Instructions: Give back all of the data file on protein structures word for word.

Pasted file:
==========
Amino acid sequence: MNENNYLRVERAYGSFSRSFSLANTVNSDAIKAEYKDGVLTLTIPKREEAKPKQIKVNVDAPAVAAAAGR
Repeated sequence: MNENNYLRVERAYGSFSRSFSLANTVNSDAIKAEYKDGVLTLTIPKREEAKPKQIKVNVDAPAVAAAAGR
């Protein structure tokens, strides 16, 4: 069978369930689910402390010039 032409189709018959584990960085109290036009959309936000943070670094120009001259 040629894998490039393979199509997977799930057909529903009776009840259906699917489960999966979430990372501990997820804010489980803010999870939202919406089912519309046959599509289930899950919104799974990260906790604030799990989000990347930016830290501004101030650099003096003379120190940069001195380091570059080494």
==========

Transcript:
Amino acid sequence: MNENNYLRVERAYGSFSRSFSLANTVNSDAIKAEYKDGVLTLTIPKREEAKPKQIKVNVDAPAVAAAAGR
Repeated sequence: MNENNYLRVERAYGSFSRSFSLANTVNSDAIKAEYKDGVLTLTIPKREEAKPKQIKVNVDAPAVAAAAGR
């Protein structure tokens, strides 16, 4: 069978369930689910402390010039 032409189709018959584990960085109290036009959309936000943070670094120009001259 040629894998490039393979199509997977799930057909529903009776009840259906699917489960999966979430990372501990997820804010489980803010999870939202919406089912519309046959599509289930899950919104799974990260906790604030799990989000990347930016830290501004101030650099003096003379120190940069001195380091570059080494």